The American History Podcast

A Program Of Virginia Foundation for the Humanities


The photograph that changed Earth

When you think of any historical event over the last century and a half, chances are it calls to mind an image. Most likely, that image is a photograph. From the daguerreotypes of Civil War battlefields, to images of the Berlin Wall coming down, we live in an age shaped by photography.  But in the late 1960s, one photo in particular transcended national politics – and indeed, the Earth itself. In the words of Robert Poole, who joined us on our episode exploring the heavens:

“…The first 2/3 of the 20th century were largely about progress or sometimes about fear of progress. But people assumed that technological progress would go on pretty much forever…that the earth was unlimited. The earth was so big. The sky was so huge. The oceans were so big. We couldn’t possibly fill them up, damage them, pollute them, or alter them. Of course, we know massively different now.  And part of the reason is that sight of the earth. It is absolutely tiny.”

Earthrise Stamp

Apollo 8 Stamp emphasizing the fragile, almost divine nature of the Earth. (Image via NASA)

Poole says that Earthrise, the famous snapshot of Earth coming up over the edge of the moon taken in 1968, had a very different impact than other “famous photos in history.” It brought home to Americans – and people around the world – that all those national borders and big old globes didn’t capture the tiny, fragile and naturally unified reality of the planet itself.

“Most people were used to seeing globes and maps of the earth that simply consisted mainly of political boundaries and patchwork colors. And so the view of the earth as this blue and white abstract globe floating in space was something completely different … And there was an idealistic sense that once people understood, if you like, what the earth was really like as seen from space in its natural wholeness, that they would realize that the arguments that divide nations and peoples were really quite petty.”


Space Earth Day

The movement for the first Earth Day consciously appropriated the new space-borne images of Earth as small and fragile. (Image via Environmental Humanities Now)

Sure, Poole acknowledges, this internationalist idealism couldn’t hold up to the stresses of the Cold War. But if it never really caught on politically, the famous view of Earth from space did catch on in science and ecology.

“Ecology booms in 1969. Again, this probably would have happened anyway. But the image of the whole earth seems to give the whole thing some kind of shape and point. And there was a real sense for the first time that the Earth was limited and that mankind had to work within it.”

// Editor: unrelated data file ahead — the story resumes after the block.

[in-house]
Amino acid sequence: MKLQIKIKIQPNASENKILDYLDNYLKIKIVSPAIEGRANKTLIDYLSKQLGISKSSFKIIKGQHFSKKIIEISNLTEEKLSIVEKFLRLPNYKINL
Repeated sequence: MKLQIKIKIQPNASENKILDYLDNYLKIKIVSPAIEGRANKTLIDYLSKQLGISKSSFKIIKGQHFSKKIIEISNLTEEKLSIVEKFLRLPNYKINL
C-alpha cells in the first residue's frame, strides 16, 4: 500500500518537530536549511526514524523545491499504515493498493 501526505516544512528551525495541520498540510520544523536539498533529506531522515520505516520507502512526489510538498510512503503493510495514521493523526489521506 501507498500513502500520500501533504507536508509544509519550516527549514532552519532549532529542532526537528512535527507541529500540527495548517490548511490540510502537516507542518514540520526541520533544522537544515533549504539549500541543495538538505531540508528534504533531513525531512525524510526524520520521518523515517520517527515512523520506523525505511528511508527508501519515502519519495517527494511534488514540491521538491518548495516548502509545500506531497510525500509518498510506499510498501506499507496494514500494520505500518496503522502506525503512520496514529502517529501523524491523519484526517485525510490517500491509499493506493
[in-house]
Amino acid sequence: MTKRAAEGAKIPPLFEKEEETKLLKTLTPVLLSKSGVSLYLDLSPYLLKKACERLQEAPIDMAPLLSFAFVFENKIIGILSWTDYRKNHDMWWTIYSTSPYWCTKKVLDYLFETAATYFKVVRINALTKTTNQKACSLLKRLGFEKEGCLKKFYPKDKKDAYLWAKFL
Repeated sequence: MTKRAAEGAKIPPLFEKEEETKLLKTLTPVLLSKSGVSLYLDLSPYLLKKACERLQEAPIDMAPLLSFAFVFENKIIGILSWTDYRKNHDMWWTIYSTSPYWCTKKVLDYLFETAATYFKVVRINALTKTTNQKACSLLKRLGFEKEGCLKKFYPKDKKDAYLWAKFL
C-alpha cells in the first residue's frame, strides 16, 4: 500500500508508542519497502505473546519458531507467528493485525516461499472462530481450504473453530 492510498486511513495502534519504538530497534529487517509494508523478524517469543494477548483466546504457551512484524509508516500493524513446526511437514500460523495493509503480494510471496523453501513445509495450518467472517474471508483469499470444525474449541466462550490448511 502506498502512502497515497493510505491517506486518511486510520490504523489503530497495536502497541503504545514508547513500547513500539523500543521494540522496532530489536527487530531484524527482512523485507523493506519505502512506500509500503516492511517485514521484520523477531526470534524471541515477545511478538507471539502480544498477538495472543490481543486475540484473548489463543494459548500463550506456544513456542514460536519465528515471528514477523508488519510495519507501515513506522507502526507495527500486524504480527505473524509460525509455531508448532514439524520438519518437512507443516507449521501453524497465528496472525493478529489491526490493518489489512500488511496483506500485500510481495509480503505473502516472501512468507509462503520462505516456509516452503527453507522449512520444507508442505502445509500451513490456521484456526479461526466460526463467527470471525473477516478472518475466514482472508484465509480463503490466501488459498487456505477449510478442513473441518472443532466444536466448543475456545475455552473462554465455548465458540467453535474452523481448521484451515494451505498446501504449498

But Backstory is never content just to think about the effects of a historical moment. We also want to find out, well, the backstory! So we talked to William Anders, the man who actually took the famous photograph while he was orbiting the moon.



The Apollo 8 crew. William Anders is closest to the camera. (Via NASA)

The Apollo 8 crew. William Anders is closest to the camera. (Via NASA)

First off, he told us, their now famous shot was both a race against time, and an improvisation – far different from what they originally thought Apollo 8 would be all about.

“…our flight was originally to test out the lunar module…But when the Soviets were rumored by the CIA to plan a circumlunar flight of their own, and thus steal a lot of the PR value of what Kennedy had in mind, NASA very bravely wrenched the program around, took the lunar module away from our flight, moved us ahead to be the first ones to ride on the giant Saturn V rocket, and send us around the moon.”

So, Apollo 8’s path around the moon was an unexpected outcome of Cold War tensions. The ‘earthrise’ snap was even more of a chance. Once Anders and his crew were sent around the moon, the idea was that they’d gather black and white photos of the moon’s surface, since they were in the neighborhood.

Moon surface picture

This is the sort of photo Col. Anders was supposed to be taking. (Via NASA.)

“…we were going backwards looking down at the moon from the direction we came, that’s all we saw was the moon. And it wasn’t until we reoriented the space craft, turned it around, and faced it forward that we were able to see the earth coming up over the lunar horizon…the earth was not in the flight plan at all. You might wonder why. I have, but never come up with a good answer, except that we just didn’t think about it or NASA didn’t think about it.”

Even then, the photo was not exactly the one we remember. As Anders told us,


The original angle of the earthrise photo. (Via Wikimedia Commons)

The original angle of the earthrise photo. (Via Wikimedia Commons)


“…The Earthrise was printed upside down. In other  words, they flipped it. So I’ve never been able to– I’ve always wondered why I couldn’t figure out the continent. And I guess, if you look at the negative through the back, you can figure it out. But I thought that was ironic because this thing’s been replicated a billion times probably on stamps and other things.”






Image: The final Earthrise image, via NASA.

Image: The final Earthrise image, via NASA.


It shows just how complicated the causes and effects of history can be. It took international rivalry, a last minute rerouting of a mission, one determined space photographer, and a last minute flip of the negative to transform the Earth’s image for people all around the world.